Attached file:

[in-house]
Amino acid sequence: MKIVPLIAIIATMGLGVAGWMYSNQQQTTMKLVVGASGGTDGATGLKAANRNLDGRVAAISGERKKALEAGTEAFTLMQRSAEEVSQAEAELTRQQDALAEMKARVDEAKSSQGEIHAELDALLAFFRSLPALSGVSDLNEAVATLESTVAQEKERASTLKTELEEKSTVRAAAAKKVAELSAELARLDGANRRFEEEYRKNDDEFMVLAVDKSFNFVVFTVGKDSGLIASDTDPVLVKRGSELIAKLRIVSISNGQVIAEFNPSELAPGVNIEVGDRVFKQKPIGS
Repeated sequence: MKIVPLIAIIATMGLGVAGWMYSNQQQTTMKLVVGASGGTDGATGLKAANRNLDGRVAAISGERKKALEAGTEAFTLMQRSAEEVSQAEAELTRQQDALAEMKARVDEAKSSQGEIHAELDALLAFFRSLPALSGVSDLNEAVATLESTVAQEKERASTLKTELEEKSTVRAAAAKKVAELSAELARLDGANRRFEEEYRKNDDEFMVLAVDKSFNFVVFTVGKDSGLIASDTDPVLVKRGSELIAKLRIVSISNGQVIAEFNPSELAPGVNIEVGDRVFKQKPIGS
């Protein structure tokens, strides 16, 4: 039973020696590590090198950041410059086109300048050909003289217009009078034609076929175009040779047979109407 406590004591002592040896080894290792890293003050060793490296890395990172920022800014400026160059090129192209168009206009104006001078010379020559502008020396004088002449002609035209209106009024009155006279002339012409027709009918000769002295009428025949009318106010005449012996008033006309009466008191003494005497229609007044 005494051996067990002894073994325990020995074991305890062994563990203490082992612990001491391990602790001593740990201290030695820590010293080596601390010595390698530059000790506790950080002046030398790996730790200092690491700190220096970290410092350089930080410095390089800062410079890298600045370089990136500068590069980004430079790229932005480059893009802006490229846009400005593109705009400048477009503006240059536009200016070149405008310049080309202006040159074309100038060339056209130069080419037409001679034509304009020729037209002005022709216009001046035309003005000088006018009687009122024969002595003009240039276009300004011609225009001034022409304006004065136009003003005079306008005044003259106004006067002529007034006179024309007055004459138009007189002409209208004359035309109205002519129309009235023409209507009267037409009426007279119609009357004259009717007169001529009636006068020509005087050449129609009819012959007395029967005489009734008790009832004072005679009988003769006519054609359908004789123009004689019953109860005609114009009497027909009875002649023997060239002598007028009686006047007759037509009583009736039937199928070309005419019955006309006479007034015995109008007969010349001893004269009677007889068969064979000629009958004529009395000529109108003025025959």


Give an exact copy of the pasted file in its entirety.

[in-house]
Amino acid sequence: MKIVPLIAIIATMGLGVAGWMYSNQQQTTMKLVVGASGGTDGATGLKAANRNLDGRVAAISGERKKALEAGTEAFTLMQRSAEEVSQAEAELTRQQDALAEMKARVDEAKSSQGEIHAELDALLAFFRSLPALSGVSDLNEAVATLESTVAQEKERASTLKTELEEKSTVRAAAAKKVAELSAELARLDGANRRFEEEYRKNDDEFMVLAVDKSFNFVVFTVGKDSGLIASDTDPVLVKRGSELIAKLRIVSISNGQVIAEFNPSELAPGVNIEVGDRVFKQKPIGS
Repeated sequence: MKIVPLIAIIATMGLGVAGWMYSNQQQTTMKLVVGASGGTDGATGLKAANRNLDGRVAAISGERKKALEAGTEAFTLMQRSAEEVSQAEAELTRQQDALAEMKARVDEAKSSQGEIHAELDALLAFFRSLPALSGVSDLNEAVATLESTVAQEKERASTLKTELEEKSTVRAAAAKKVAELSAELARLDGANRRFEEEYRKNDDEFMVLAVDKSFNFVVFTVGKDSGLIASDTDPVLVKRGSELIAKLRIVSISNGQVIAEFNPSELAPGVNIEVGDRVFKQKPIGS
């Protein structure tokens, strides 16, 4: 039973020696590590090198950041410059086109300048050909003289217009009078034609076929175009040779047979109407 406590004591002592040896080894290792890293003050060793490296890395990172920022800014400026160059090129192209168009206009104006001078010379020559502008020396004088002449002609035209209106009024009155006279002339012409027709009918000769002295009428025949009318106010005449012996008033006309009466008191003494005497229609007044 005494051996067990002894073994325990020995074991305890062994563990203490082992612990001491391990602790001593740990201290030695820590010293080596601390010595390698530059000790506790950080002046030398790996730790200092690491700190220096970290410092350089930080410095390089800062410079890298600045370089990136500068590069980004430079790229932005480059893009802006490229846009400005593109705009400048477009503006240059536009200016070149405008310049080309202006040159074309100038060339056209130069080419037409001679034509304009020729037209002005022709216009001046035309003005000088006018009687009122024969002595003009240039276009300004011609225009001034022409304006004065136009003003005079306008005044003259106004006067002529007034006179024309007055004459138009007189002409209208004359035309109205002519129309009235023409209507009267037409009426007279119609009357004259009717007169001529009636006068020509005087050449129609009819012959007395029967005489009734008790009832004072005679009988003769006519054609359908004789123009004689019953109860005609114009009497027909009875002649023997060239002598007028009686006047007759037509009583009736039937199928070309005419019955006309006479007034015995109008007969010349001893004269009677007889068969064979000629009958004529009395000529109108003025025959």